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Feds ground air traveler 'bill of rights'

A federal appeals court Tuesday struck down a state law that required airlines to provide basic necessities to passengers stuck on delayed planes. The New York Airline Passenger Bill of Rights required

News 12 Staff

Mar 26, 2008, 1:52 AM

Updated 5,927 days ago

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A federal appeals court Tuesday struck down a state law that required airlines to provide basic necessities to passengers stuck on delayed planes.
The New York Airline Passenger Bill of Rights required airlines to provide food, fresh air and working bathrooms to passengers stuck on planes for over three hours. It was passed last year after a Valentine?s Day storm grounded countless flights at JFK International Airport. Thousands of travelers complained they were not given necessities while on the tarmac for 10 hours.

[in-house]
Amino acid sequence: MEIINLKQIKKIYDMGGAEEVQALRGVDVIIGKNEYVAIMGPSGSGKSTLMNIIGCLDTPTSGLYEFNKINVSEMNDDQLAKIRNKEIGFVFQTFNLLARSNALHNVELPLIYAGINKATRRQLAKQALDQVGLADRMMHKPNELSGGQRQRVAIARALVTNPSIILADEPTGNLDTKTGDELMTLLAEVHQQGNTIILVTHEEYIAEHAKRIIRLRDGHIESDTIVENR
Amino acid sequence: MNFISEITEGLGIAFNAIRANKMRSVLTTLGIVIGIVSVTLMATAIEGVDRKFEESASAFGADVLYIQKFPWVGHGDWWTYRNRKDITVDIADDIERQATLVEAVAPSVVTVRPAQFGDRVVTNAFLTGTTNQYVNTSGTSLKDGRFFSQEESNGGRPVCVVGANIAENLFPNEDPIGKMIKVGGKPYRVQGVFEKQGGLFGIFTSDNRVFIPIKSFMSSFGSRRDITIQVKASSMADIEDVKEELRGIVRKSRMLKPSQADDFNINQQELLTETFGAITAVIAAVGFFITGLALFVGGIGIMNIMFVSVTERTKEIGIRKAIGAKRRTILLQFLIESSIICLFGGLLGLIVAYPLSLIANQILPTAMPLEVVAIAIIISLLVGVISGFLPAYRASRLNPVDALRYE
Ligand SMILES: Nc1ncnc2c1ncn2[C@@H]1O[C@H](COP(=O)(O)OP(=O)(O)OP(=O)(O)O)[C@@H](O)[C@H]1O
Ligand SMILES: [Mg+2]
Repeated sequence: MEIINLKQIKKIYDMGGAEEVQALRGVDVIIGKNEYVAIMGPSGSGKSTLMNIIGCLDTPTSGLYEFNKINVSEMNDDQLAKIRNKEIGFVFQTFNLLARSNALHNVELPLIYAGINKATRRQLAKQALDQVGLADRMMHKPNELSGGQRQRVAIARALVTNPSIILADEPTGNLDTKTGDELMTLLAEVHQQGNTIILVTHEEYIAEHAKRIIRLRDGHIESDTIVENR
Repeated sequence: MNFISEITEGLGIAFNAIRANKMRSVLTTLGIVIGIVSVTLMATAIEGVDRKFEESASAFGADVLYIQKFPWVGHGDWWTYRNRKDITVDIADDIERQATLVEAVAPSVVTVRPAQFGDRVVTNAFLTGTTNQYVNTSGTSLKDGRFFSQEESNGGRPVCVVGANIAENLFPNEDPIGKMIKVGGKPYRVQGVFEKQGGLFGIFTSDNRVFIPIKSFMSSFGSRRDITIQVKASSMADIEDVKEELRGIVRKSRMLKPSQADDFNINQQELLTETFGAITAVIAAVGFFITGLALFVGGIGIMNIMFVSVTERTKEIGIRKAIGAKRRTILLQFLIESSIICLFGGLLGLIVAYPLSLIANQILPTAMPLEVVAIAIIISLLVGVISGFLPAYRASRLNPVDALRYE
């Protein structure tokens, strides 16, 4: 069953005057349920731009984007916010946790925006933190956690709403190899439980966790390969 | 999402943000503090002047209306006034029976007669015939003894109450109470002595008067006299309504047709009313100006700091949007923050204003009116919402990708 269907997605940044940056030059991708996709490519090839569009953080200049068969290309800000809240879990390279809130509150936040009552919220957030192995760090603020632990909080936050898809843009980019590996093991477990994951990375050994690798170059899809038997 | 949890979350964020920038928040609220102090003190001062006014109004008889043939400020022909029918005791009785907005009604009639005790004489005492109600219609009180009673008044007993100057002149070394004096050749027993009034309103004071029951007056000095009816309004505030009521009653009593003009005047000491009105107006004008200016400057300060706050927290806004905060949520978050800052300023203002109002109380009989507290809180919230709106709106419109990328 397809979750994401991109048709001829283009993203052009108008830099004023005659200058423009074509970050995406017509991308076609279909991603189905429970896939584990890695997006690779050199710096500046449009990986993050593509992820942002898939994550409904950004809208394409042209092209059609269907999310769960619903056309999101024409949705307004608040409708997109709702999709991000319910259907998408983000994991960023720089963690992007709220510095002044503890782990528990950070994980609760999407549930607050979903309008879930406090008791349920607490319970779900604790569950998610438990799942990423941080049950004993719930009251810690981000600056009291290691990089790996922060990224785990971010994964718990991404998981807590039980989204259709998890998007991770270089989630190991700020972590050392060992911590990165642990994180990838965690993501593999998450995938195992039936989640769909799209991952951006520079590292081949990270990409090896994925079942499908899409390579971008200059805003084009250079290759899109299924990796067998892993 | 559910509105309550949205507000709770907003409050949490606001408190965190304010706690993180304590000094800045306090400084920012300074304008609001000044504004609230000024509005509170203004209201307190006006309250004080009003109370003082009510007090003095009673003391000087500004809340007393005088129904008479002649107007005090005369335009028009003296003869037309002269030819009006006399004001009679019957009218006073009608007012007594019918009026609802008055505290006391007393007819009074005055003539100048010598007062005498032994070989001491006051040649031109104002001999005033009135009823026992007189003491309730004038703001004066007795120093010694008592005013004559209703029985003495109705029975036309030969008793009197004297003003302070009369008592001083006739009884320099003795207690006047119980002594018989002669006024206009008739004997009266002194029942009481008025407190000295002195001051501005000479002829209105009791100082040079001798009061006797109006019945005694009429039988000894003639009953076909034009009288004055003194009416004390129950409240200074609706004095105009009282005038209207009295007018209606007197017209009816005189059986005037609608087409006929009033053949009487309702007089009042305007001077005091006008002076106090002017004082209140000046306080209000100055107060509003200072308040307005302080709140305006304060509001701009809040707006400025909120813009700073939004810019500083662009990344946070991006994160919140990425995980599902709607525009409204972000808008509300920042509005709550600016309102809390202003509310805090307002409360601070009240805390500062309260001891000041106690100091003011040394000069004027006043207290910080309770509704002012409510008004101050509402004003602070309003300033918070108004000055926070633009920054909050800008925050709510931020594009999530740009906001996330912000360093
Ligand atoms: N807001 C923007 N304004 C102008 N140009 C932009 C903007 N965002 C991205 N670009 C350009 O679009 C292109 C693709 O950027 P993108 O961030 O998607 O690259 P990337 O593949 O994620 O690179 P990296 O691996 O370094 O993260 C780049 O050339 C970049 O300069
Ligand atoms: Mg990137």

The decision by the court states only the federal government, which oversees the airline industry, can pass such a law. The federal court praised the law, but said it could lead to other state?s passing similar laws that could eventually disrupt airline business.
Some travelers at Westchester County Airport in Harrison are upset with the decision. They say they should be able to have access to their basic necessities if stranded on planes. While some travelers agree with the government?s decision, they say no one should ever be denied food, water and fresh air.


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